Thought 4the day: How often do we wonder around in our own little bubble and then something suddenly makes us jump or snap out of it? It could be anything from a trip to simply seeing a spider who knows! The same goes for your four legged friend. You could be riding happily along on a daze and suddenly a spook can happen. It coudl be a bird in the bush, a squirrel running across the road, a sheep ...the other side of the hedge who knows. Their vision is so different to ours as they have peripheral. We all jump we all trip its life it happens. I was out riding one day at a charity event and happily walking along. We had three people (mother and two daughters) overtake. They were lets say charging around. The eldest daughters horse spooked and she came off. She then proceeded to hit him with a whip for spooking!!!!! She was told to stop and asked not to return to this ride again or any other as misuse of a whip is prohibited. Us older generation (yes i am making myself sound old!) need to make the younger understand whips are not for beating horses/ponies any animal to be fair. I never allow my daughters to carry a whip being most the horses and ponies here are scared of them!!! Henry will snatch it from you and smack who ever is carrying it lol Horses if only they could talk the book they would write about their past is unique a right tear jerker. Why do us humans do it to them.....
Quote 4the day: "....to develop the horse’s natural athletic ability and willingness to work making him calm, supple and attentive to his rider."` USDF
Fact4 the day: A color breed is a term that refers to horses that are registered based primarily on their coat color, regardless of the horse's actual breed or breed type.
Some color breeds only register horses with color that also meet specific pedigree criteria, others register animals based solely on color, regardless of parentage. A few pedigree-based color breeds, confronted with the reality of many animals born without the proper color even though they are from two registered parents, have modified their rules to allow registration of animals with the proper pedigree even if they do not possess the proper color.
For example, many different breeds, such as American Quarter Horses, Tennessee Walking Horses and American Saddlebreds come in the palomino color, as well as a wide variety of other colors. However, a color breed registry, such as the Palomino Horse Breeders Association (PHBA), accepts only palomino (or palomino-looking) horses—regardless of their particular breeds. Thus, Palomino can be considered a color breed. Another example is the pinto horse color. Horses of many breeds can be registered as Pinto if it they have the correct spotting pattern. White horses also have their own color registry: it includes cremello horses, but not grays.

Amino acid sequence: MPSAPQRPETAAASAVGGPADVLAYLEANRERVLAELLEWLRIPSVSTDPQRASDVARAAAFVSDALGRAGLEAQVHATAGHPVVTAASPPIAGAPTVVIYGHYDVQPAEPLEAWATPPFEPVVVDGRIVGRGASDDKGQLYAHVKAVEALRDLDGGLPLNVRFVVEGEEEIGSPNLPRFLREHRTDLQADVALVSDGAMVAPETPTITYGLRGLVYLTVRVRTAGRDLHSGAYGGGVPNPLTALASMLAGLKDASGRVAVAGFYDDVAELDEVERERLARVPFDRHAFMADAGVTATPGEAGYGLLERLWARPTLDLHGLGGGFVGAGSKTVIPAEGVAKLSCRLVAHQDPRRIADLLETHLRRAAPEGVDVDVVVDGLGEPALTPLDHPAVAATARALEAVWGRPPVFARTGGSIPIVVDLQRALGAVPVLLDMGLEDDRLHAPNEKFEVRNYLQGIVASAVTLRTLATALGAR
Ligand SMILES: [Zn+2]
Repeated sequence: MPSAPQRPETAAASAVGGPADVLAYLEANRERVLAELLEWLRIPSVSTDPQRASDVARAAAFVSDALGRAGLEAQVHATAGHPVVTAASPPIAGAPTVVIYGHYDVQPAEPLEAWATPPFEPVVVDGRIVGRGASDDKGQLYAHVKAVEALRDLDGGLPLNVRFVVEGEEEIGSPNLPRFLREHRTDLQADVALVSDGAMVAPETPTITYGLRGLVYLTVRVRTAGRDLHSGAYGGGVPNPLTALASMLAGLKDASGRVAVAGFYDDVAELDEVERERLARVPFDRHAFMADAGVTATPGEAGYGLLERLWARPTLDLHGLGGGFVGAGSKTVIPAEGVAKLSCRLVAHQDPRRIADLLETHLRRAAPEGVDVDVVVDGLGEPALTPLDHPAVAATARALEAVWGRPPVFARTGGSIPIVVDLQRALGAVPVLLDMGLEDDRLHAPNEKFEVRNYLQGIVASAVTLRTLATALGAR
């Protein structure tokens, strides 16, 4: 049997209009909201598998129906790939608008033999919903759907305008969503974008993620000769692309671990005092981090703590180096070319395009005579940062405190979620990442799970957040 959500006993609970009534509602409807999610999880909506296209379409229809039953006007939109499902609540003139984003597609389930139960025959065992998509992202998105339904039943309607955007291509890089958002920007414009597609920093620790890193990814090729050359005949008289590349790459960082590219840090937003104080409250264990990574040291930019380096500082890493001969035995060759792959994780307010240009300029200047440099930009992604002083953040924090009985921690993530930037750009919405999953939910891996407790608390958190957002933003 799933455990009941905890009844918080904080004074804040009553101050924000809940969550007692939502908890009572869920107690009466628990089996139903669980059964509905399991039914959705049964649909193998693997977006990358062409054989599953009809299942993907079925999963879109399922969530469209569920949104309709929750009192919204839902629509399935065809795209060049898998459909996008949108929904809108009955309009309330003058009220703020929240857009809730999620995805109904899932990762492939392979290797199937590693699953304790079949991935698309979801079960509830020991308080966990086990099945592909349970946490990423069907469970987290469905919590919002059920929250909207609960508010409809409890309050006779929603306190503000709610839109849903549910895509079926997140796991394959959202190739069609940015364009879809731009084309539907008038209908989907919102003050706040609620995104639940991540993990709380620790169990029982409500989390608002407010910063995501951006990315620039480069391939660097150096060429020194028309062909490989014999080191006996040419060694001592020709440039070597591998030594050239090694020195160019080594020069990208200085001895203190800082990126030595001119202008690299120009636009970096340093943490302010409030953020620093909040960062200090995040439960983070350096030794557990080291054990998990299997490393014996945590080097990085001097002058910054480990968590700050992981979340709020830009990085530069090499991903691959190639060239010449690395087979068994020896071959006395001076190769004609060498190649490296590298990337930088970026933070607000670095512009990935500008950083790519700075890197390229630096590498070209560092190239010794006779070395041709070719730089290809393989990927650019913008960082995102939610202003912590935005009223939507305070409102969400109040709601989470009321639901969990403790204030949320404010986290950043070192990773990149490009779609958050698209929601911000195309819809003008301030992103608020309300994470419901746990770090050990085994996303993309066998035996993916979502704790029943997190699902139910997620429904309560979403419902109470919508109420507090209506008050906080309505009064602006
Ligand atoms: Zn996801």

Many horses eligible for registration with their own breed registry and are of a particular color are often "double registered" in both registries, often increasing their sale value by doing so. With stallions, double registration may also increase their breeding value by widening the set of interested mare owners.
Alternative use of the term
On the other hand, Norwegian Fjord Horses, Appaloosas, American Paint Horses, Friesians and other breeds with distinct physical characteristics or pedigrees that also usually have distinctive or colorful coats might be considered a color breed by some, they technically are a pedigree-based breed. For example, Appaloosas are usually spotted, but a solid-colored offspring of registered parents can still be a registered Appaloosa. Likewise, a solid-colored American Paint Horse that has registered parents may also be registered.
On the other hand, while Friesian breeders have deliberately bred to exclude chestnut horses, and will only register black animals, these black animals also must be Friesian by pedigree and no other bloodlines are allowed into the registry. The same is true of Norwegian Fjord Horses.
Some horse breeds exclude certain colors that are considered signs of a crossbred animal. For example, other than the Sabino pattern, the Arabian horse registry excludes all spotted horses. Finnhorse was also bred for decades to exclude all colors but chestnut, and specifically to remove such "fancy" colors as roans, grays and spotted (sabino), which were seen as indicators of foreign blood. To a degree, and with some particular colors, this might hold true - for example, all present gray Finnhorses can be traced back to a certain gray mare of dubious pedigree. Nowadays all colors are accepted as long as the animal can be proved pureblooded, and many colors are specifically bred for.